Can you become a leader by accident?

Monica Wofford

Jim had been a graphic designer for years and he was happy there. His role had become easy and frankly, he could do his job in his sleep. Michelle who was the second best designer in the office was really blossoming and showing some true leadership skills. The Managing Editor position had just become vacant and the Director was thinking of putting Michelle in that position to let her leadership skills shine. The Director had talked with Jim several times about leadership and he didn’t express a lot of interest. However, with Jim in the way, the Director of the newspaper couldn't very well promote Michelle over the design department without ruffling some feathers.

Michelle didn't really have any editing experience and there were others in that department, who were qualified, but he really wanted to give Michelle a chance, and he thought she deserved it. Today, he was going to announce Michelle as the new managing editor and the only problem was going to be how to break this news to those other editors who would be surprised. He was on his way to HR to strategize about the announcement.

Haven't you been there? Thinking you've got the job when out of the blue comes someone from outside the company or a completely unrelated department who snatches the job right out from under you? Perhaps we all have been victim to this phenomenon of accidental leadership: when someone is promoted to a position for which they are not necessarily qualified, yet placed. Can you be a leader by accident? Absolutely, it happens all the time.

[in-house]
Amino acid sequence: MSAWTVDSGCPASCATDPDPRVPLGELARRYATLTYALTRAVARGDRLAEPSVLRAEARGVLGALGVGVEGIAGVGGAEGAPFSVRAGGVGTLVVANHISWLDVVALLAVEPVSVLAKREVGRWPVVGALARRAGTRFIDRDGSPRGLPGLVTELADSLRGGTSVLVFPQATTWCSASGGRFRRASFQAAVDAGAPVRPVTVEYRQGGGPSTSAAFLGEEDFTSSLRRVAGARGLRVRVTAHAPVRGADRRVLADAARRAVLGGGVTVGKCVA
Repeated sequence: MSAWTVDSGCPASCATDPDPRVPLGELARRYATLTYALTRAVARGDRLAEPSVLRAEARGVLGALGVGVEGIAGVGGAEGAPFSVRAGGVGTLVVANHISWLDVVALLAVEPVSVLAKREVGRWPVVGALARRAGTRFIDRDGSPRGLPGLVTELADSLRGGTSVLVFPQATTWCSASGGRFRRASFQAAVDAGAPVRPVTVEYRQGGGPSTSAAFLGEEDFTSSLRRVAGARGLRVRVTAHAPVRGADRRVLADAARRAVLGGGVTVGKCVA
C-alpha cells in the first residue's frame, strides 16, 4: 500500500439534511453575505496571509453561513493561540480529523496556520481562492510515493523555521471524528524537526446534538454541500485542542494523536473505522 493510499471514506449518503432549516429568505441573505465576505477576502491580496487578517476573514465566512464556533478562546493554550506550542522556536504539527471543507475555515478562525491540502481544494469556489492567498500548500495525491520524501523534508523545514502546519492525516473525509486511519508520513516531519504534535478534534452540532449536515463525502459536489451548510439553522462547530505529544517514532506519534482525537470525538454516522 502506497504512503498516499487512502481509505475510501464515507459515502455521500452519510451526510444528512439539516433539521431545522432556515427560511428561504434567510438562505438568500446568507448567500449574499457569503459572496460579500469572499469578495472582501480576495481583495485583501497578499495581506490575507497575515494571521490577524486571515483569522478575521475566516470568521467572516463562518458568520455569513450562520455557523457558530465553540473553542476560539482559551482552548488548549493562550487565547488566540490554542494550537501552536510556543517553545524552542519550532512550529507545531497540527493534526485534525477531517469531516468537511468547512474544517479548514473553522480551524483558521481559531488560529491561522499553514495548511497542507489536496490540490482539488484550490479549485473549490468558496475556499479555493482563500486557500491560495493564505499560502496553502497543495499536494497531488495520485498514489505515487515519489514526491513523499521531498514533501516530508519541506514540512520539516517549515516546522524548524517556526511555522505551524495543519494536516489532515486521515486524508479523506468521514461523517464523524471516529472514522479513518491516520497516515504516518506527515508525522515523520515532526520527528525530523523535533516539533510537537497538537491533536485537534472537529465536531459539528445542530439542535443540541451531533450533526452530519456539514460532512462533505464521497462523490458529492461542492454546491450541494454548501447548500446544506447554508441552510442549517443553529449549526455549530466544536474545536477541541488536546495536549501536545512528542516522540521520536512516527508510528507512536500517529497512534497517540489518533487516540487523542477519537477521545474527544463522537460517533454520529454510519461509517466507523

In promotion and hiring decisions, the rule of thumb is often not a rule at all, but more of a guess. Senior and middle managers place employees in roles for which they might have the right skills, but perhaps not the right credibility. They position employees in roles in which they might have knowledge to impart and teach, but not the ability to teach as well as they perform. So how do you promote and make leaders on purpose, instead of by accident? Answer these questions prior to making your next promotion or hiring decisions:

Do they have the skills for the job? This question is an age old one that is answered often, but not usually completely. The skills for the job extend far beyond the ability to run the software. Do they have the skills to lead, guide, motivate, manage and disperse rewards and consequences to those they will be leading? Do they have the emotional intelligence skills to defer their own emotions for the greater good or better solution? Do they have the people skills to manage conflict among the team, handle a major change in the organization or calm a client down in an escalation? These are the skills that make great leaders. The computer software program you can teach easily, the other skills can take months of development and sometimes years of experience or trial and error.